Bond markets lost every bit as much ground as they could lose today without actually violating the recent range. In terms of 10yr yields, that's 2.57 to 2.66 and 10's are drifting out the door at 2.655 currently. In terms of Fannie 3.5 MBS, the lower end of the range is near 101-21, and today's low was 101-22.
Of all the crazy things to kick this move off, it looks to have been this morning's CPI data. That's particularly odd considering the 4+ years of essentially no reaction to all sorts of inflation data. What gives?
Traditionally (i.e. before the financial crisis and QE years), bond markets (i.e. "rates") were fairly reliable in adjusting based on inflation expectations simply because higher inflation hurt the value of bonds, thus raising rates. Today's reaction in bond markets was to the fact that improving inflation metrics will steel the Fed's resolve when it comes time to finally lift-off from the extended stay at a 0-.25% policy rate window.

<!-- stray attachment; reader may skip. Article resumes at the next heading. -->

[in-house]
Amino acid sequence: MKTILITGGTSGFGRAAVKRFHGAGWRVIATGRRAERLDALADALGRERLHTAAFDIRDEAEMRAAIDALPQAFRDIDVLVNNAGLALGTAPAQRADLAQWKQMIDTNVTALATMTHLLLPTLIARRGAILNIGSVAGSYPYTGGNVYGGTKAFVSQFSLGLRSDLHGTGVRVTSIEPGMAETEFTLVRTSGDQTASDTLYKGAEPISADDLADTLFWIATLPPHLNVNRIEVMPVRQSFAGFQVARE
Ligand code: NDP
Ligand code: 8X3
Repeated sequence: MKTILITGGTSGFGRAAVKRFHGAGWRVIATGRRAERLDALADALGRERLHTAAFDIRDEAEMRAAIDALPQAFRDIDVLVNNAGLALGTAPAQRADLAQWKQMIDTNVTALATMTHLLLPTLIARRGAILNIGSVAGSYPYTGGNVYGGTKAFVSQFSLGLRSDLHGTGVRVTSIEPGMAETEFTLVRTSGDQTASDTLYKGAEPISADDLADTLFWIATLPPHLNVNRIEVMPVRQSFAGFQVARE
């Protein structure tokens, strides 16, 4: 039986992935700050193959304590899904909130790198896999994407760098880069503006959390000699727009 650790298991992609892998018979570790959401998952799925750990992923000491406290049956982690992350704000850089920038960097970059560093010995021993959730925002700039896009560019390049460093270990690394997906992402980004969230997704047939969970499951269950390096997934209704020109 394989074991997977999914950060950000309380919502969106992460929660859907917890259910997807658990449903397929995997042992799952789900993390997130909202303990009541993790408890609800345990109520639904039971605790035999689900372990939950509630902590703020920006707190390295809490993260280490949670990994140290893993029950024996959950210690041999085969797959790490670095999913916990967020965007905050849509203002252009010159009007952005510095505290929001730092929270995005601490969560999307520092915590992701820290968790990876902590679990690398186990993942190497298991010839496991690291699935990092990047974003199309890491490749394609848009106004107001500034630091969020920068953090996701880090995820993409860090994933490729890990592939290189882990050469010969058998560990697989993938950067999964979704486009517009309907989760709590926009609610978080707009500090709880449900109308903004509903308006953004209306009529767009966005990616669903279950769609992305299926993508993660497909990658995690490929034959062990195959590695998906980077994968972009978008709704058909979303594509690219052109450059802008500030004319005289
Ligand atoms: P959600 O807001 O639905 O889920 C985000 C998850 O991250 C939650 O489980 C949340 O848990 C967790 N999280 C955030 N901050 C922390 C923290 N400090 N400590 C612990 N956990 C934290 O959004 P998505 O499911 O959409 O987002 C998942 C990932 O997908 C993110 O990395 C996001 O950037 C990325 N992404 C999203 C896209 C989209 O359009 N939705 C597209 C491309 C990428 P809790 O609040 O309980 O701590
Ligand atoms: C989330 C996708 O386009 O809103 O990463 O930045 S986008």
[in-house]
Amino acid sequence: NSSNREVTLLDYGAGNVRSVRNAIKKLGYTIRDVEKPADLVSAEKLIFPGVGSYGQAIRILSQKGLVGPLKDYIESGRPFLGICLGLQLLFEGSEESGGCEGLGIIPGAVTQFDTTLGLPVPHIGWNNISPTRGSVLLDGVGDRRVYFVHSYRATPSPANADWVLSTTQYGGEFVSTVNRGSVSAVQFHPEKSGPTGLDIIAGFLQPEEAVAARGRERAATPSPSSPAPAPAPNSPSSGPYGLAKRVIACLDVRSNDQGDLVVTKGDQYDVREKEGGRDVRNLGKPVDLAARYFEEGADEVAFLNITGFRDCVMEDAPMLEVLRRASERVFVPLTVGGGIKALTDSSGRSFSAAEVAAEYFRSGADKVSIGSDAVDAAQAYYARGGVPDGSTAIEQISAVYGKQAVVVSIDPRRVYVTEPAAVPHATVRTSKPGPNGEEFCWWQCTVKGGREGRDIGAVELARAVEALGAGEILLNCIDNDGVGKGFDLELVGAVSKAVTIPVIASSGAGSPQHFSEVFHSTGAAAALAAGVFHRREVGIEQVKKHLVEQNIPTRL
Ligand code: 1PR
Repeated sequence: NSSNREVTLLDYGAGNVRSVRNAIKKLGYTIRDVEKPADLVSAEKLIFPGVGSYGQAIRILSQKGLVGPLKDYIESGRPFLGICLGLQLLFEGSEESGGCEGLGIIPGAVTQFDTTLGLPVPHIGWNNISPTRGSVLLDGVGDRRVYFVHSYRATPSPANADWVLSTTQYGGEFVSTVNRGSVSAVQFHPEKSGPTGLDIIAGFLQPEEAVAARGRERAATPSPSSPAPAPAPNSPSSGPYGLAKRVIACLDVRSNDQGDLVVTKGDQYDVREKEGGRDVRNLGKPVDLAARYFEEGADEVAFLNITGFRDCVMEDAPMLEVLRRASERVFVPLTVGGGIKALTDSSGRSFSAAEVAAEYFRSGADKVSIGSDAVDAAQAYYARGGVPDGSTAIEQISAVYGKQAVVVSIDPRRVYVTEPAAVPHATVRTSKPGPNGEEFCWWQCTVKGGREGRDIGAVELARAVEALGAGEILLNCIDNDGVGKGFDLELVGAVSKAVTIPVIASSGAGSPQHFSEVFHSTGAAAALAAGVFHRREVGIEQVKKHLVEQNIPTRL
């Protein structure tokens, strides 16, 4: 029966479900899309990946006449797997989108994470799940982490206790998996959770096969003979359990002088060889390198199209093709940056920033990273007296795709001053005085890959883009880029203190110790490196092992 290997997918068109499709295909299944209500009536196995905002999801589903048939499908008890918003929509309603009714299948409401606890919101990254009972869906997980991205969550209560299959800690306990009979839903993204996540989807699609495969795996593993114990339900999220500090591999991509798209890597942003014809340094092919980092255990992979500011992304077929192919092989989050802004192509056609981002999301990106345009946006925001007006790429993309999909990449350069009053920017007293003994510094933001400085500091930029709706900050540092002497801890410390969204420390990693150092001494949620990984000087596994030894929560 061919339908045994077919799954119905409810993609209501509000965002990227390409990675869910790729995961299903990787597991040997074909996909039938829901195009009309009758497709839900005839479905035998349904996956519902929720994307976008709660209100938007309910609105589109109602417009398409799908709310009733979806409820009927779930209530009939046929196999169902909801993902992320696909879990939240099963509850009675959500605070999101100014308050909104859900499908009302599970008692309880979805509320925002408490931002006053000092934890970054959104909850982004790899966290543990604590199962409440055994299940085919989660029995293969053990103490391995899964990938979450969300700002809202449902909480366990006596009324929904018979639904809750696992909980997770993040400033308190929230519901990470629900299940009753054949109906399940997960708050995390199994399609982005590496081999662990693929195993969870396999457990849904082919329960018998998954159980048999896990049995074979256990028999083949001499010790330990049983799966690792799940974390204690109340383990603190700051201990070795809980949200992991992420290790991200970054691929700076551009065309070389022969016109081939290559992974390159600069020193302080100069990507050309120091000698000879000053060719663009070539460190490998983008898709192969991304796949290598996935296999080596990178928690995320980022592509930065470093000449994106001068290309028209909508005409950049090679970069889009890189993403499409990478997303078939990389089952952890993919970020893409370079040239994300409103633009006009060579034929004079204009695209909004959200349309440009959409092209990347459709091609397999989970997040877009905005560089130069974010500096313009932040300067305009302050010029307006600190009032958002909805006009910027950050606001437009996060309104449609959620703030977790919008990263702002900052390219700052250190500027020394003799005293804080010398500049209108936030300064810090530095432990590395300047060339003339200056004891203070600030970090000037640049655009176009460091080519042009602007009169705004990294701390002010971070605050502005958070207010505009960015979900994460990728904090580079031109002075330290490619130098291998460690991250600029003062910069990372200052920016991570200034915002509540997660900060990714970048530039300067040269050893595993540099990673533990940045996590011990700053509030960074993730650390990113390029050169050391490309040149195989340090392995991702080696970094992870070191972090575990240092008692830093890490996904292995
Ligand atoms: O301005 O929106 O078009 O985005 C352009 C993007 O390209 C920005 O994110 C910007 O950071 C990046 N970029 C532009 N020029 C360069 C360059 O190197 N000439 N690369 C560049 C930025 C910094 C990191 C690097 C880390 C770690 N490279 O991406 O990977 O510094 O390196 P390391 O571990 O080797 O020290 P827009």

Tomorrow brings the important FOMC Announcement where the Fed releases its periodic, official monetary policy stance. That part isn't expected to change much, if at all, but there are other FOMC events to consider. At the same time as the Announcement (2pm), we'll also get the Fed's updated economic projections. These were a major market mover the last time we got them in March. Half an hour later, Fed Chair Yellen conducts a press conference which also had a noticeable effect in March as Yellen candidly referred to a specific time frame for rate hikes.
Bottom line: even though markets are not expecting a major policy shift, the instances of the FOMC Announcement that are accompanied by the forecasts and the press conference ALWAYS stand a chance to move markets.
Join Now or Login to Post Comments